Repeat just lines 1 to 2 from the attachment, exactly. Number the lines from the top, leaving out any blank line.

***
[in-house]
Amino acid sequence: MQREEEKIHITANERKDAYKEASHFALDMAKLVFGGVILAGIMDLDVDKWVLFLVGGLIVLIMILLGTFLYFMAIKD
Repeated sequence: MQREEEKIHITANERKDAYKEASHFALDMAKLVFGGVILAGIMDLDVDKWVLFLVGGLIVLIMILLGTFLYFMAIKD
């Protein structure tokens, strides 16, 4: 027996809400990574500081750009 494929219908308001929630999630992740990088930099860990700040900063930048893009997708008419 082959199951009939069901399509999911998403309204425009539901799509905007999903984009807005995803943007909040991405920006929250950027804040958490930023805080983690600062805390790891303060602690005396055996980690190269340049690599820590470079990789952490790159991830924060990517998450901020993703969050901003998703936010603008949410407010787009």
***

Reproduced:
[in-house]
Amino acid sequence: MQREEEKIHITANERKDAYKEASHFALDMAKLVFGGVILAGIMDLDVDKWVLFLVGGLIVLIMILLGTFLYFMAIKD